Detailed characterizations of the karyotypes of the Brazilian leptodactylid frogs Pleurodema diplolistris, the only species of Pleurodema not studied cytogenetically so far, and Physalaemus nattereri, a species in the Ph. biligonigerus group, are presented. Both karyotypes had 2n = 22 and their chromosomes had a very similar morphology, except for pair 11, which was metacentric in Pl. diplolistris and telocentric in Ph. nattereri. The localization of nucleolar organizer regions (NORs) and heterochromatic bands allowed the differentiation of chromosomes that were morphologically indistinguishable between these species, such as pairs 1, 3 and 10, which showed interstitial C-bands in Ph. nattereri, and pair 8, that had an NOR and an adjacent C-band in Pl. diplolistris. Pair 8 also has NOR-bearing chromosomes in many other Pleurodema species. However, in these species, the NOR is located proximal to the centromere on the short arm, while in Pl. diplolistris it occurred distally on the long arm, a condition that may be considered a derived state. In Ph. nattereri, the NOR occurred on chromosome 11 and differed from the other species of the Ph. biligonigerus group. In contrast, C-banding revealed a heterochromatic block near the centromere on the short arm of pair 3, a characteristic common to all members of this group of Physalaemus.
We present a description of the external morphology and internal oral features of the tadpole of Scinax catharinae and comparisons with the known tadpoles of the S. catharinae group. Two characters of the external morphology present some intraspecific variation: the row of submarginal papillae, which can be uniseriate or absent, and the tail tip, which can be large or small, truncated or not. That said, the tadpole of S. catharinae presents some distinguishing features that differentiate it from other tadpoles in the S. catharinae group: i) the marginal row of papillae with alternate disposition, ii) the spiracle opening on the midline of the body, iii) longest snout length, and iv) largest interorbital distance. The studied species were segregated into five ecomorphological guilds, characterized by external morphological features, tadpole habitat use and vegetation formation of species range. The taxonomy of the S. catharinae group is complex, due to the morphological similarities among the adults. Larval characters could help in the resolution of the taxonomic and phylogenetic complexities, since the morphological differences among the tadpoles in this group seem more conspicuous than those found among the adults.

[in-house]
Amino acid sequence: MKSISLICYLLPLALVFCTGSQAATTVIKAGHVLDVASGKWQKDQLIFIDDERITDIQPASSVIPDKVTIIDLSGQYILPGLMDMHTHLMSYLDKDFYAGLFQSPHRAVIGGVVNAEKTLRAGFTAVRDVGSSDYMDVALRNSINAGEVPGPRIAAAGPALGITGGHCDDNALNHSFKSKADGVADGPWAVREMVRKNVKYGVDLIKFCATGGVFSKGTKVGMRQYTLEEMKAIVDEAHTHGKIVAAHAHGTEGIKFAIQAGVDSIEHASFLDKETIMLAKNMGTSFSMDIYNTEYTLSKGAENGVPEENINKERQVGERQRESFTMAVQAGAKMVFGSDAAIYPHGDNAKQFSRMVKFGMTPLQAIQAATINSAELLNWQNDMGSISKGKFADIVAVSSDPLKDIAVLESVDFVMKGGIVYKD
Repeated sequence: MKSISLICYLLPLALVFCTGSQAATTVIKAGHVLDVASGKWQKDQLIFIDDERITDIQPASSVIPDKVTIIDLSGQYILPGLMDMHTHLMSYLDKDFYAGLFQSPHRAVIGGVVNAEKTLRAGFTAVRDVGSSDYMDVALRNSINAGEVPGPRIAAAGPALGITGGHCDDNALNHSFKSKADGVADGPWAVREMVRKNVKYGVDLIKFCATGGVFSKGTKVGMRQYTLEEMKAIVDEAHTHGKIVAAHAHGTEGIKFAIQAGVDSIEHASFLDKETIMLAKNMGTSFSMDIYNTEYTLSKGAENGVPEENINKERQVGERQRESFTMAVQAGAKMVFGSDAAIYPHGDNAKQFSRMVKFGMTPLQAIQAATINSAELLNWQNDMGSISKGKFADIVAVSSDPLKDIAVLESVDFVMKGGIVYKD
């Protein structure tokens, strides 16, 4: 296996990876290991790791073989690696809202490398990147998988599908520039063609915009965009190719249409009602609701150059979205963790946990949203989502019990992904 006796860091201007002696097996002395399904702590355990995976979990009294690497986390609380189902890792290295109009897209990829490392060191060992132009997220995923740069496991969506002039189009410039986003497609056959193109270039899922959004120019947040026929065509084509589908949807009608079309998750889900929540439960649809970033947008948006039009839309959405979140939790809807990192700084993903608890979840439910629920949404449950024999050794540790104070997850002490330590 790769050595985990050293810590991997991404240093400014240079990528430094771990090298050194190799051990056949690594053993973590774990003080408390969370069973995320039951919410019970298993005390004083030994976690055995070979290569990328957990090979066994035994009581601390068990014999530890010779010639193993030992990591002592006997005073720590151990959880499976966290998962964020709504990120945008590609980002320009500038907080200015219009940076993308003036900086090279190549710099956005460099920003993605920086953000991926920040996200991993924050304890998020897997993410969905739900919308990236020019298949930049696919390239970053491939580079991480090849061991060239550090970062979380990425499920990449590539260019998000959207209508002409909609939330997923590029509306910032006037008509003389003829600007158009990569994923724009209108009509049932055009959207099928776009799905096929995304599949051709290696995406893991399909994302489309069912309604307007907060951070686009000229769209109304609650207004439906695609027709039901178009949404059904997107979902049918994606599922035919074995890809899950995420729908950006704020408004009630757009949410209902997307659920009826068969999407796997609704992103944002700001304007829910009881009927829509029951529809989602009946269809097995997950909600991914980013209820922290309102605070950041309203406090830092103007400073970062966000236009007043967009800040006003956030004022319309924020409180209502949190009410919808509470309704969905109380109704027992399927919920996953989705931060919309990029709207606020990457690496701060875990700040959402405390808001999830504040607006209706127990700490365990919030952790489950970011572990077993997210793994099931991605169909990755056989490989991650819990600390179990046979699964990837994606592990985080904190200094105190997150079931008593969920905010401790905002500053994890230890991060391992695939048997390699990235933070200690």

Events of mass malformations in amphibian populations that have exceeded historical records have been reported over the past thirty years. Many of these events have been linked to human activities that occurred near amphibian breeding habitats. The rise in biofuels has promoted, and continues to promote, the growth of sugarcane plantations in Brazil, with the northwest region of São Paulo State having experienced the largest sugarcane expansion over the past few decades. In this region, we sampled temporary ponds located in agroecosystems dominated to different degrees by sugarcane. We found several larvae of Scinax fuscovarius with eye malformations (anophthalmia, aphakia, microphthalmia and sub-development). In this study, we assessed whether the distance from the ponds to the nearest sugarcane crop, the proportion of sugarcane surrounding the ponds, the presence of pesticides in the ponds, or the proportion of land uses with potential teratogens that surround the ponds were related to the frequencies of amphibian eye malformations. We found pesticides present in 11 of the 18 ponds, but none of the predictor variables was associated with the frequencies of amphibian eye malformations. Thus, our results suggest that the observed frequencies of amphibian eye malformations could be a consequence of natural mutation rates, and these data could be used as a malformation baseline for the region. This malformation baseline is the first reported for amphibians in South America and may be useful in future surveys on amphibian populations in tropical agroecosystems.